Transiberiana - Electric guitar pedal - Distortion, Fuzz

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All audio clips were recorded with a handcrafted tube head and 2x12 cabinet equipped with Celestion Creamback 75 speakers set to an extremely clean setting.
The guitars used in the clips:

Fender Stratocaster (equipped with 3 Fender single coil pickups)
Gibson Les Paul Custom (equipped with 2 Gibson humbucker pickups)
Fender Telecaster American (equipped with 2 Fender single coil pickups)

Clean sound guitar/amp with no effects at all

Clip 1
Guitar: Fender Stratocaster (neck pickup)
Genre: Blues
Tone: 4/10
Distortion: 10/10
Volume: 4/10

Clip 2
Guitar: Gibson Les Paul (neck pickup)
Genre: Rock/Blues
Tone: 5/10
Distortion: 4/10
Volume: 4/10

Clip 3
Guitar: Fender Telecaster (bridge pickup)
Genre: Rock
Tone: 6/10
Distortion: 5/10
Volume: 4/10

Transiberiana is a massive distortion capable of exploring arid territories as well as dare into fat dripping sounds!
It is positioned at the exact point where a distortion becomes a fuzz.

No mosquitoes!
A typical side effect of circuits that achieve distortion by generating a square waveform is the lack of control over the upper harmonics. This means that most of the units that use this principle have an annoying mosquito effect.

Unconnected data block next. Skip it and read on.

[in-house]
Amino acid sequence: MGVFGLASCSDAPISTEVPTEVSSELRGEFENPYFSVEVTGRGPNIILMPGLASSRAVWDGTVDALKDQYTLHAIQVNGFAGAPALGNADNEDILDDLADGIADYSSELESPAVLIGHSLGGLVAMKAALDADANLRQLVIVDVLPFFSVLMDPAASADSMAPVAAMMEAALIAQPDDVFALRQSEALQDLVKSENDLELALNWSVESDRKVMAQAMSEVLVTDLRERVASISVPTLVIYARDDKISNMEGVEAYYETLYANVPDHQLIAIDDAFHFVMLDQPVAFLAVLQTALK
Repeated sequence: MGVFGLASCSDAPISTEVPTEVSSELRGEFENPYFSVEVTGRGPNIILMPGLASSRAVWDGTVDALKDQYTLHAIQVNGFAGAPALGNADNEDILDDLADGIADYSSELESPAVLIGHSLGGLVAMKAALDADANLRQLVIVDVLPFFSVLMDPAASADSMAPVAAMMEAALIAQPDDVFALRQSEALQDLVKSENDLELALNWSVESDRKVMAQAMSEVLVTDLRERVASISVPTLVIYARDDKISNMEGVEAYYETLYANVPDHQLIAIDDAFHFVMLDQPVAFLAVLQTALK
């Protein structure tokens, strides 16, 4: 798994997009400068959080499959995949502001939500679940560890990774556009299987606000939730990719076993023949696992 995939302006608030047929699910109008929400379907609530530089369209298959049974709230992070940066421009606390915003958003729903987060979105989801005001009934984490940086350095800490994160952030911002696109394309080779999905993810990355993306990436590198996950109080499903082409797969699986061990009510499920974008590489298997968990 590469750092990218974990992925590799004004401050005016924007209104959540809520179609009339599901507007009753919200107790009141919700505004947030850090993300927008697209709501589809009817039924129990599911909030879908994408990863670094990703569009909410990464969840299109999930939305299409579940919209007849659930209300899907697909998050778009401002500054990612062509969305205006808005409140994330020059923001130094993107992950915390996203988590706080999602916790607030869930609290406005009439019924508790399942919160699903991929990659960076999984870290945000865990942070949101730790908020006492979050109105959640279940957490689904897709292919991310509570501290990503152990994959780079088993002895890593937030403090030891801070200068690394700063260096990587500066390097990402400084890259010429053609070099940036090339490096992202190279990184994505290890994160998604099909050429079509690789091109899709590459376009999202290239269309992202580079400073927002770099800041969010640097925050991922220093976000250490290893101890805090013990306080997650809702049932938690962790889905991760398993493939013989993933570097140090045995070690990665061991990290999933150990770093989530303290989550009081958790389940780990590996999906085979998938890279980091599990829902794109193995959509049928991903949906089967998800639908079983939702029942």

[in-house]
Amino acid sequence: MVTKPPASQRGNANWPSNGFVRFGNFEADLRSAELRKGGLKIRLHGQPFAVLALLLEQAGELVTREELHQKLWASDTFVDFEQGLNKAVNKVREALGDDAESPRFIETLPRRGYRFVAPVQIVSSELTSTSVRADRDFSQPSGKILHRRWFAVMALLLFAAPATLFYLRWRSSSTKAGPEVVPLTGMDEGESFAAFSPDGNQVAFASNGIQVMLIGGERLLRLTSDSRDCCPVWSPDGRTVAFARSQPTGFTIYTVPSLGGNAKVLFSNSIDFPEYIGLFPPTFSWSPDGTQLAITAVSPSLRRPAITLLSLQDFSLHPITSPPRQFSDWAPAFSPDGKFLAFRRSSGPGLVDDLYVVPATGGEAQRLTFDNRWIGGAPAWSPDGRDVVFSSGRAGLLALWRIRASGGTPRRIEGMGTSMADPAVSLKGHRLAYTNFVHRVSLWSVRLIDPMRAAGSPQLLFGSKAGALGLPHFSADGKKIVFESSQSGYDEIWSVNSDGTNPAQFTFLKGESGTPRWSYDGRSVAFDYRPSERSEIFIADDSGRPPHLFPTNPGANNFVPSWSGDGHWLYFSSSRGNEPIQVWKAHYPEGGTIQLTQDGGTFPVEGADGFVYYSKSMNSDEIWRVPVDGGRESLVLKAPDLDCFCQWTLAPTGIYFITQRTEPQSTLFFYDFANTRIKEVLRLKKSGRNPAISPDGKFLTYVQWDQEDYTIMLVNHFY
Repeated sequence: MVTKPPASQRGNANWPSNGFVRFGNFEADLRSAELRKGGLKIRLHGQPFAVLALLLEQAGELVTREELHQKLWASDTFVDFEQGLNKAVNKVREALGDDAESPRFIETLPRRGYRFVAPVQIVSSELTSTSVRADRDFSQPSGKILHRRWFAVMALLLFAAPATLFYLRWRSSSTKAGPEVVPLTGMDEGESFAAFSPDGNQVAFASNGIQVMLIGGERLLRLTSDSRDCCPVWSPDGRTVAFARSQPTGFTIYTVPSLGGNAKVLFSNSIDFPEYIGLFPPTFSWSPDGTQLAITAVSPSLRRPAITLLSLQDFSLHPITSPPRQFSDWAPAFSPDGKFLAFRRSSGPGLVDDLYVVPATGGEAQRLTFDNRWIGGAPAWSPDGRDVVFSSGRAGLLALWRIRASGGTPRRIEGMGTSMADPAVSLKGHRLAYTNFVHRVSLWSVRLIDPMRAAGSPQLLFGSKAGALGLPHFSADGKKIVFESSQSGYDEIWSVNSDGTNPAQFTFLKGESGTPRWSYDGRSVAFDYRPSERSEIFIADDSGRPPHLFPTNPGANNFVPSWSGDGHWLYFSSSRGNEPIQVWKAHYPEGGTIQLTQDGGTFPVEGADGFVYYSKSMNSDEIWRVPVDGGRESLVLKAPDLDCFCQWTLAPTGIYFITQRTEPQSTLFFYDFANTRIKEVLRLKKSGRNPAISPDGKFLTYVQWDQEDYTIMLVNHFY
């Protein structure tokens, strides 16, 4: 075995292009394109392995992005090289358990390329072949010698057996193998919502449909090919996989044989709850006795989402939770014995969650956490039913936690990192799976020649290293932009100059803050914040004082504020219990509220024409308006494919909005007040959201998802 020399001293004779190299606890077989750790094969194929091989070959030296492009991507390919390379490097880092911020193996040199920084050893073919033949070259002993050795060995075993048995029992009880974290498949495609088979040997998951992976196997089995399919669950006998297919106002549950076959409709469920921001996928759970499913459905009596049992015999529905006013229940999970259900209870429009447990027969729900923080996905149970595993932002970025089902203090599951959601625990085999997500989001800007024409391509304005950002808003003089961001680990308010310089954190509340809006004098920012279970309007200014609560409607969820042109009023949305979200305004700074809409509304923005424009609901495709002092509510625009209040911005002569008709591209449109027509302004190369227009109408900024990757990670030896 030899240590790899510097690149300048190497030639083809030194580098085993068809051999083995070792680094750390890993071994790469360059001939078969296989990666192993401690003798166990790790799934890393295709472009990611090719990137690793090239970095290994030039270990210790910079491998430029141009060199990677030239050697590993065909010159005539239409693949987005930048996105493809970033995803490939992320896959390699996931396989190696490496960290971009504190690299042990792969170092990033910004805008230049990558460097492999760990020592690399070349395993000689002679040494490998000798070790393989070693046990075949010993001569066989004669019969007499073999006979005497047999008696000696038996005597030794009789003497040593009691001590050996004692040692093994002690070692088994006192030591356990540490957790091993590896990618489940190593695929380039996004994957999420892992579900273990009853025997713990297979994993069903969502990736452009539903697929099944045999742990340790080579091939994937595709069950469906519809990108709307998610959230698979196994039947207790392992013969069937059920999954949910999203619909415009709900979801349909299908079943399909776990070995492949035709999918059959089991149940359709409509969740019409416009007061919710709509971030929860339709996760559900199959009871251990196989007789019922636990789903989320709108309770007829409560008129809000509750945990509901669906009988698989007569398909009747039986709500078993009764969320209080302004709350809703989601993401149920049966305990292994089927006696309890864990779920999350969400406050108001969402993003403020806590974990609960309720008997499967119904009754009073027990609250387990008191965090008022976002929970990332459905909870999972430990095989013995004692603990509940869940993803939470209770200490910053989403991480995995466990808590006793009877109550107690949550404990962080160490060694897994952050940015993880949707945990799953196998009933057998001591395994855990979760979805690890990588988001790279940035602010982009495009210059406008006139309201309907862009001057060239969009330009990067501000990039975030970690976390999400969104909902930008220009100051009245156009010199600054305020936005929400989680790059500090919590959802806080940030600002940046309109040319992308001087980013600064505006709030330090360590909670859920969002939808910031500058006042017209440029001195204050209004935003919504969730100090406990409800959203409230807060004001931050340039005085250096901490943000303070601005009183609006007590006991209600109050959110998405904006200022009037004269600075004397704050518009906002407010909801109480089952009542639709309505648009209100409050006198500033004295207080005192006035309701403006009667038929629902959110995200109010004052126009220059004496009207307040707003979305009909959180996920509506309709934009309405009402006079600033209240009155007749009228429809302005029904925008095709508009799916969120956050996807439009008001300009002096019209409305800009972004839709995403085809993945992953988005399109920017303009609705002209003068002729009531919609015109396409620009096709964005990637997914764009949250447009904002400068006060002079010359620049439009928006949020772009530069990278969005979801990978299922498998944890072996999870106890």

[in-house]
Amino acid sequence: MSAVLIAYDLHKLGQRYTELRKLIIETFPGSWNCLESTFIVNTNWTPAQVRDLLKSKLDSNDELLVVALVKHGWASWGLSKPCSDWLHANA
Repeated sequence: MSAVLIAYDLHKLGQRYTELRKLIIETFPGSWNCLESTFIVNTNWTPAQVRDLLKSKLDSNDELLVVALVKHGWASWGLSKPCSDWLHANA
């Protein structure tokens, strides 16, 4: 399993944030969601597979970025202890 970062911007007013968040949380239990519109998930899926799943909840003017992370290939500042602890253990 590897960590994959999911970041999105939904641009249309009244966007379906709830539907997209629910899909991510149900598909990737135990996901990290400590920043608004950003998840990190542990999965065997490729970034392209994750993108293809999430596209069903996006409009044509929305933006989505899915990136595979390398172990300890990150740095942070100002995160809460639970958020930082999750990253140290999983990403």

The circuitry of the Transiberiana, inspired by an old and rare Big Muff, very difficult to find nowadays, uses the same principle to generate distortion, but, thanks to some reinterpretations, offers better filtering of harmonics, giving a comparable sound to the immensity of Siberia steppe.

Like all Colombo Audio Electronics pedals, even Transiberiana is completely customizable. Depending on customization requests, the price could change significantly.

Fuzz and distortion ...
Distortion and fuzz have a common denominator: generating distortion, the way it is achieved does not change only by the name given to the unit... The most famous fuzz-boxes were developed in the 60s and normally designed to be connected as the first effect of the chain to better interface with the impedance of the guitar magnets, resulting (often but not always) in surprising cleaning signal by lowering the guitar volume potentiometer. The term "distortion" is instead much more generic, and, by convention, in common thought, without going into purely technical discourses, it's considered more modern.